Nature-derived epigallocatechin gallate/duck’s feet collagen/hydroxyapatite composite sponges for enhanced bone tissue regeneration

last updated: 2018-02-26
TitleNature-derived epigallocatechin gallate/duck’s feet collagen/hydroxyapatite composite sponges for enhanced bone tissue regeneration
Publication TypePapers in Scientific Journals
Year of Publication2017
AuthorsKook Y. J., Tian J., Jeon Y. S., Choi M. J., Song J. E., Park C. H., Reis R. L., and Khang G.

caffolds mimicking structural and chemical characteristics of the native bone tissues are critical for bone tissue engineering. Herein, we have developed and characterized epigallocatechin gallate/duck’s feet collagen/hydroxyapatite (EGCG/DC/HAp) composite sponges that enhanced the bone tissue regeneration. The three-dimensional composite sponges were synthesized by loading various amounts (i.e. 1, 5 and 10 μM) of EGCG to duck feet derived collagen followed by freeze-drying and then coating with hydroxyapatite. Several measuremental techniques were employed to examine the properties of the as-fabricated composite sponges including morphology and structure, porosity, compressive strength, etc. and as well compared with pristine duck feet derived collagen. SEM observations of EGCG/DC/HAp sponges showed the formation of a highly porous collagen matrix with EGCG embodiment. The porosity and pore size of sponges were found to increase by high EGCG content. The compressive strength was calculated as 3.54 ± 0.04, 3.63 ± 0.03, 3.89 ± 0.05, 4.047 ± 0.05 MPa for 1, 5 and 10 μM EGCG/DC/HAp sponges, respectively. Osteoblast-like cell (BMSCs isolated from rabbit) culture and in vivo experiments with EGCG/DC/HAp sponges implanted in nude mouse followed by histological staining showed enhanced cell internalization and attachment, cell proliferation, alkaline phosphatase expressions, indicating that EGCG/DC/HAp sponges have ahigh biocompatibility. Moreover, highEGCG content in the EGCG/DC/HAp sponges have led to increased cellular behavior. Collectively, the 5 μM of EGCG/DC/HAp sponges were suggested as the potential candidates for bone tissue regeneration.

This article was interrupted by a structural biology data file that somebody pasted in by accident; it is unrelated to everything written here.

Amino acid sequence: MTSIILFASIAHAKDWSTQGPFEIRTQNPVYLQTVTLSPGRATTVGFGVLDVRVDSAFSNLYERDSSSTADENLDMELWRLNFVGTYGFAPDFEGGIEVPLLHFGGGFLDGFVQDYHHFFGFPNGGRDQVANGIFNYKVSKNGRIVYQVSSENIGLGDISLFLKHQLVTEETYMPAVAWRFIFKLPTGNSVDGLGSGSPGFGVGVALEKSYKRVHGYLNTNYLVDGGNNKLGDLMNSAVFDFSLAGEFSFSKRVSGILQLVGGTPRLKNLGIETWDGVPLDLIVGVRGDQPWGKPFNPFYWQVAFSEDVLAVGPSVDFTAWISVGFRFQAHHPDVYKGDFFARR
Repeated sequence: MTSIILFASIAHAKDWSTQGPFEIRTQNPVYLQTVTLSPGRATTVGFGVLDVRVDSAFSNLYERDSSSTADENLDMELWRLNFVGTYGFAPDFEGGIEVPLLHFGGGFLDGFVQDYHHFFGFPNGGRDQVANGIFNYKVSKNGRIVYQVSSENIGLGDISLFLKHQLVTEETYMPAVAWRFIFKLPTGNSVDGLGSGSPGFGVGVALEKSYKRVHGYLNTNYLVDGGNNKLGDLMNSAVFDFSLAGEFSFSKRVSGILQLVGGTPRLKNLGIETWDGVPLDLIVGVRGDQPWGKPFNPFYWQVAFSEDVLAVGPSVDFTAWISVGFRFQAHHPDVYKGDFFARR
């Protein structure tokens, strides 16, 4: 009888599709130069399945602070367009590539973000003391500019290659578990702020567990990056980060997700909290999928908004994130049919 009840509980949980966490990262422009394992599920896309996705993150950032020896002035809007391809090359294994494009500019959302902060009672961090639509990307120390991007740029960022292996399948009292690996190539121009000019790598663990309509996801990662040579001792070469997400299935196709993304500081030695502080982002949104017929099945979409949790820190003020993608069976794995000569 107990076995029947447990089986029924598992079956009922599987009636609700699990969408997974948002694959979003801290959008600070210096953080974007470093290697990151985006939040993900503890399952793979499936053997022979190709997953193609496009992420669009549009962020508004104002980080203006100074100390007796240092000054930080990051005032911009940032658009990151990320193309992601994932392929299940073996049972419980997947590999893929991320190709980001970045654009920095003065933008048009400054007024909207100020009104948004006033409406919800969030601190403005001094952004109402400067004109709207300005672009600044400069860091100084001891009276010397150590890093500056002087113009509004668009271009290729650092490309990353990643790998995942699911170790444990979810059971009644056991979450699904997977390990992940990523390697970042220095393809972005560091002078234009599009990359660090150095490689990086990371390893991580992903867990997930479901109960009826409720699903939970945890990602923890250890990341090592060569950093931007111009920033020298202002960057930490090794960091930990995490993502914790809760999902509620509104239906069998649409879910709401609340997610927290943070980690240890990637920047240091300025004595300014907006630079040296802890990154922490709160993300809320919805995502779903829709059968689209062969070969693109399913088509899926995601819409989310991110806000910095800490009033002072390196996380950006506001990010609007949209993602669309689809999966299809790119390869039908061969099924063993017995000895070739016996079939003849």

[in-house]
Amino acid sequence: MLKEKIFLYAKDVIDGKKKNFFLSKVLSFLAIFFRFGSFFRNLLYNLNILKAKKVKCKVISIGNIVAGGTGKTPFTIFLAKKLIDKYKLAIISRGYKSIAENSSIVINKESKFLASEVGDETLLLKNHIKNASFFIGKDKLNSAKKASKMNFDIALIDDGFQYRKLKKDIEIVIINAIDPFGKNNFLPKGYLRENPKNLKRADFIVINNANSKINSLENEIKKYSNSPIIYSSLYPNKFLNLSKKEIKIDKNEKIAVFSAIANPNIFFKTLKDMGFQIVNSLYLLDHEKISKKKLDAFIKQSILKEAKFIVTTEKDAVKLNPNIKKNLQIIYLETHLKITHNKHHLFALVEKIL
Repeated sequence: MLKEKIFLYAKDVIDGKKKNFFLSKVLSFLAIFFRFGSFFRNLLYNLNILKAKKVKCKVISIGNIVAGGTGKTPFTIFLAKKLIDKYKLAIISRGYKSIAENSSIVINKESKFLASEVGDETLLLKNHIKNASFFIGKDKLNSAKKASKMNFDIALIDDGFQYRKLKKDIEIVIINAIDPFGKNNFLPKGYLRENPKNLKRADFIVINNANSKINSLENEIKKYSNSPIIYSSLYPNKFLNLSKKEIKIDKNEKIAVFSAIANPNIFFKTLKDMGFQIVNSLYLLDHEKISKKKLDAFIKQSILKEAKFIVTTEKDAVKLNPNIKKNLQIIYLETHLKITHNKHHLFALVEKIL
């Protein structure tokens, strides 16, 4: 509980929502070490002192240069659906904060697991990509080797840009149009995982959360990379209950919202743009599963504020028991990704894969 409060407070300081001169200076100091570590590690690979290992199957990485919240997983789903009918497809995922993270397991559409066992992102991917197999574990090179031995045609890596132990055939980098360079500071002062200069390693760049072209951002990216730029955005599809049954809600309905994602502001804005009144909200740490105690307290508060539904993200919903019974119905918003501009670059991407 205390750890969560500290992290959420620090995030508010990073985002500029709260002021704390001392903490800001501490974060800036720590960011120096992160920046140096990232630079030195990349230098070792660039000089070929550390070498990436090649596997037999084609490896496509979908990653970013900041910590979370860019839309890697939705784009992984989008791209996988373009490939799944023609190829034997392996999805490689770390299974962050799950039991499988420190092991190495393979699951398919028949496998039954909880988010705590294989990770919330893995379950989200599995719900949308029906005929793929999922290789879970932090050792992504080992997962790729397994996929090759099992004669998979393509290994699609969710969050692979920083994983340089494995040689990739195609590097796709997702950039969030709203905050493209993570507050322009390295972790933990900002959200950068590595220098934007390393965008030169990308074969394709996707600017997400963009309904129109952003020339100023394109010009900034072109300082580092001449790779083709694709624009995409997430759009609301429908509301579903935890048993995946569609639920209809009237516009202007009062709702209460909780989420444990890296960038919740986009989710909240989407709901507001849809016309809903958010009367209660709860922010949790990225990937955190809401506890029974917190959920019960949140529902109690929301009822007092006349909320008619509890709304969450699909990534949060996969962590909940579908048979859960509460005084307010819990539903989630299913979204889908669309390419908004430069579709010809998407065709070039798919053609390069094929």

JournalJournal Of Biomaterials Science-polymer Edition
Date Published2017-12-06
PublisherTaylor and Francis
Keywordsbone marrow stromal cells (BMSCs), bone regeneration, Ducks feet collagen (DC), epigallocatechin gallate (EGCG), hydroxyapatite (HAp)
Peer reviewedyes

Back to top